Supplementary Materials
References
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Footnotes
 Supported by NIH Grants R01EY016058, R01EY002986, and P30EY004068.
Footnotes
 Disclosure: X. Jiang, None; S.A. McClellan, None; R.P. Barrett, None; Y. Zhang, None; M.E. Foldenauer, None; L.D. Hazlett, None
Figure 1. 
 
VIP−/− and WT B6 mice. Clinical scores (A) indicated statistically significant differences at 2 days p.i. between groups. Photographs taken with a slit lamp at 2 days p.i. showed no perforation in WT (B) versus early perforation in VIP−/− (C) mice. Magnification ×7.
Figure 1. 
 
VIP−/− and WT B6 mice. Clinical scores (A) indicated statistically significant differences at 2 days p.i. between groups. Photographs taken with a slit lamp at 2 days p.i. showed no perforation in WT (B) versus early perforation in VIP−/− (C) mice. Magnification ×7.
Figure 2. 
 
GF and GFR mRNA expression. At 2 days p.i., EGF (A) and HGF (E) were significantly increased, while FGF (C) mRNA levels were significantly decreased in VIP−/− versus WT mice. EGFR (B) and HGFR (F) were decreased significantly, while FGFR (D) mRNA was similar in the two groups. No significant changes between the two groups were seen in normal cornea.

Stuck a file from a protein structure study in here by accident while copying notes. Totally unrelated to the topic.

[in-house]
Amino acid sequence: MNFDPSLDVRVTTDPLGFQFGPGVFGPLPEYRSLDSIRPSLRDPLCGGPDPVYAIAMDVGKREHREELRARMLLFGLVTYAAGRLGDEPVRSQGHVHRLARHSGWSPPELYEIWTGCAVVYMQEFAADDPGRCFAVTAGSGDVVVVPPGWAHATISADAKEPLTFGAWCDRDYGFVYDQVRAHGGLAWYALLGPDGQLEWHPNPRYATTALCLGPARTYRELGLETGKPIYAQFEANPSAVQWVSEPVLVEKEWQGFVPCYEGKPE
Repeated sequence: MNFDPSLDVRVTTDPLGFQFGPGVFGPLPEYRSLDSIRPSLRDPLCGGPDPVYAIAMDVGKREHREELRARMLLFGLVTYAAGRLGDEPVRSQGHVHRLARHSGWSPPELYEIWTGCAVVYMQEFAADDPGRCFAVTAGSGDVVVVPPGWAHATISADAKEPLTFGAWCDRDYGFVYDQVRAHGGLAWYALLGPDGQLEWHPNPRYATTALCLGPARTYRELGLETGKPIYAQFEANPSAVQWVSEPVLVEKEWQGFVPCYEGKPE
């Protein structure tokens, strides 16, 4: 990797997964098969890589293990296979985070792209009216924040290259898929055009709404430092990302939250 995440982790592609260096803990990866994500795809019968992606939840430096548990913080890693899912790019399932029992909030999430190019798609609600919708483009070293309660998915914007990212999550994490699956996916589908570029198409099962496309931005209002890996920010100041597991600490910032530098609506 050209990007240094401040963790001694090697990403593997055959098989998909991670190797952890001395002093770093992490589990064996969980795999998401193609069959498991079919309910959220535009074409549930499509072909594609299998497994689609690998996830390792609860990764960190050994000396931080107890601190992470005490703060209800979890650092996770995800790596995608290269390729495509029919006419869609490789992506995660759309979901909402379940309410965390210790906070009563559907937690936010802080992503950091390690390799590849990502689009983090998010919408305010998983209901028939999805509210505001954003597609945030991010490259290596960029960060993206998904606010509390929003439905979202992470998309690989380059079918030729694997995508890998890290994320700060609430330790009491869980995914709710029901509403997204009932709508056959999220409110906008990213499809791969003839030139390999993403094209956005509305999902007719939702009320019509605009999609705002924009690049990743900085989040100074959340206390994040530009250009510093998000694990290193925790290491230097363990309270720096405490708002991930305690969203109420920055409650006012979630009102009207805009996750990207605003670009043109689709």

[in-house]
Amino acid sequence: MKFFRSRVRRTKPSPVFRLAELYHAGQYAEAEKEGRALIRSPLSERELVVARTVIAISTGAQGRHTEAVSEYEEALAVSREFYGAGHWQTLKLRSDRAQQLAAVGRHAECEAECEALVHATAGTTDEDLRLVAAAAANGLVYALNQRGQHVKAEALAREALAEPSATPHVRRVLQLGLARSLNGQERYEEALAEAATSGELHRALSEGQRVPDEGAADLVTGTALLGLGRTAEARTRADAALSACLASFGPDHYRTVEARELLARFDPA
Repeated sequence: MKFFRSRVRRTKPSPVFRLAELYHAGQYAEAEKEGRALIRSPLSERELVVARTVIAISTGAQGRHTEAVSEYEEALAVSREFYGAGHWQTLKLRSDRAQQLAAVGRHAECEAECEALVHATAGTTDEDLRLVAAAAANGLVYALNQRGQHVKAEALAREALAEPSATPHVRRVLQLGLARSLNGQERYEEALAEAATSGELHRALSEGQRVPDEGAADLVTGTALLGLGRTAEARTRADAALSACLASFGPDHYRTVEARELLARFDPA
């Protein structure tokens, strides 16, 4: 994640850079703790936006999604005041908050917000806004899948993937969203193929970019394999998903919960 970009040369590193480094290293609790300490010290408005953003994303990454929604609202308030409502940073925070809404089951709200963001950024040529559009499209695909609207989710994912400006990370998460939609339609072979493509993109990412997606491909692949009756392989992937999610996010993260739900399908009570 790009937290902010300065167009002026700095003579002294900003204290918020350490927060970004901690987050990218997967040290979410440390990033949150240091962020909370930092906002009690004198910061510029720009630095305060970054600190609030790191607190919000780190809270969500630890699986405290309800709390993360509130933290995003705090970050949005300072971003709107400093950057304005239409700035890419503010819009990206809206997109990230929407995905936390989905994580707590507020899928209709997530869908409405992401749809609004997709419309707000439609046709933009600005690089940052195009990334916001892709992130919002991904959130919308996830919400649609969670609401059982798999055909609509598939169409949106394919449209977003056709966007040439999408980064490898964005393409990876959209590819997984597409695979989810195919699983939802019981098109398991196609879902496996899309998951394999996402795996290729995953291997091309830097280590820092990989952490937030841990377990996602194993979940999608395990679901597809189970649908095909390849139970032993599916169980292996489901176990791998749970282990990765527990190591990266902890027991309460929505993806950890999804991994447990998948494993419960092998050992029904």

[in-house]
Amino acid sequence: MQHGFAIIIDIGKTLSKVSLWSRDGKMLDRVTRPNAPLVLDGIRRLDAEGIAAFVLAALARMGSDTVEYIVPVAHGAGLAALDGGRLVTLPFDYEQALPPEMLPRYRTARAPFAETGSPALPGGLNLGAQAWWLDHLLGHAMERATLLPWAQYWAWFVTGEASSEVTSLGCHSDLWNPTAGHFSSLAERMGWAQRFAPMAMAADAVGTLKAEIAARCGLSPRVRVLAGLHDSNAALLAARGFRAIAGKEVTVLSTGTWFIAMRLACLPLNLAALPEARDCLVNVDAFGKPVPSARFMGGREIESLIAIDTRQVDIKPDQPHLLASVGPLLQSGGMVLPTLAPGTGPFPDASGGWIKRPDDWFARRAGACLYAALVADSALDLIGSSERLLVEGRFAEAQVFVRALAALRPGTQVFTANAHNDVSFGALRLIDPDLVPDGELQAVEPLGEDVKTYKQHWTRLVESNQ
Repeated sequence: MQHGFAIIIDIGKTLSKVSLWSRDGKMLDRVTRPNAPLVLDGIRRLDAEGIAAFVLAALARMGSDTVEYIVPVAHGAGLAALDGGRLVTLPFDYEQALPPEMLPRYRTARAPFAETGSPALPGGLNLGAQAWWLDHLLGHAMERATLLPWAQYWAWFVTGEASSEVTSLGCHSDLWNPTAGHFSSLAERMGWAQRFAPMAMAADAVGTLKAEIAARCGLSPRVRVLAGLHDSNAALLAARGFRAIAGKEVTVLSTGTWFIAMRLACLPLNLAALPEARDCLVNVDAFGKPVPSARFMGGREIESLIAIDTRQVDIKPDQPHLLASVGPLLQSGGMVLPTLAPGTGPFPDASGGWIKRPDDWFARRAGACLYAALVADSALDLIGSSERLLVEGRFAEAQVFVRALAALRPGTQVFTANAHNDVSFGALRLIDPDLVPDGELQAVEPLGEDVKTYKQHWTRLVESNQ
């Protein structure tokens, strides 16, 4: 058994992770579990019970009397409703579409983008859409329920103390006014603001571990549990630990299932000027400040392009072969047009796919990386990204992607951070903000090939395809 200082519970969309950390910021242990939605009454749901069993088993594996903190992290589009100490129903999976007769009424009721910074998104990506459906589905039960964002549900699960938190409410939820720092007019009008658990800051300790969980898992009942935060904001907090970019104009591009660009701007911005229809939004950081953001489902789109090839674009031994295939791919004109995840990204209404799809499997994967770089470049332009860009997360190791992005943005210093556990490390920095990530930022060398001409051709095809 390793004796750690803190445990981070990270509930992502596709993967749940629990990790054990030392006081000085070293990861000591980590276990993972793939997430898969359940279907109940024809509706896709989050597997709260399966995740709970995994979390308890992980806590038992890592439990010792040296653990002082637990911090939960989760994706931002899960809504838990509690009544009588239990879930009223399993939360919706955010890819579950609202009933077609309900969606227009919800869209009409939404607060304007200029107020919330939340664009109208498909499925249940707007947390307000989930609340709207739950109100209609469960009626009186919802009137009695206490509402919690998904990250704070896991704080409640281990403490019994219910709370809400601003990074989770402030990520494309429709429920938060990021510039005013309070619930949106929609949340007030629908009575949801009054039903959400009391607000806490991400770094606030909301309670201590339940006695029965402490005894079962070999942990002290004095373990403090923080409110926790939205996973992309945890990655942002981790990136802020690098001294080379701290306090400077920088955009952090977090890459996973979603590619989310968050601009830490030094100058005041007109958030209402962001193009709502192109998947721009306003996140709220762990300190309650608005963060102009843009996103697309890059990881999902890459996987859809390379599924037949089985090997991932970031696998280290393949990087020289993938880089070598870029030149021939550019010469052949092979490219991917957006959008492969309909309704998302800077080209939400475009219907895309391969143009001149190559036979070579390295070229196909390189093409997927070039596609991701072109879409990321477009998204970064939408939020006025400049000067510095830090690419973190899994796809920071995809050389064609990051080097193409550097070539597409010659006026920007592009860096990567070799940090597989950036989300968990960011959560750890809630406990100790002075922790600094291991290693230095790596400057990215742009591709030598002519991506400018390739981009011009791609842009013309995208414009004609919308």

Figure 2. 
 
GF and GFR mRNA expression. At 2 days p.i., EGF (A) and HGF (E) were significantly increased, while FGF (C) mRNA levels were significantly decreased in VIP−/− versus WT mice. EGFR (B) and HGFR (F) were decreased significantly, while FGFR (D) mRNA was similar in the two groups. No significant changes between the two groups were seen in normal cornea.
Figure 3. 
 
GF immunostaining (red) at 1 day p.i. Greater staining intensity for EGF and HGF, with reduced intensity for FGF was seen in VIP−/− compared with WT B6 mice. Negative controls, in which the primary antibody was replaced with a species-specific IgG showed no positive staining. Magnification ×170.
Figure 3.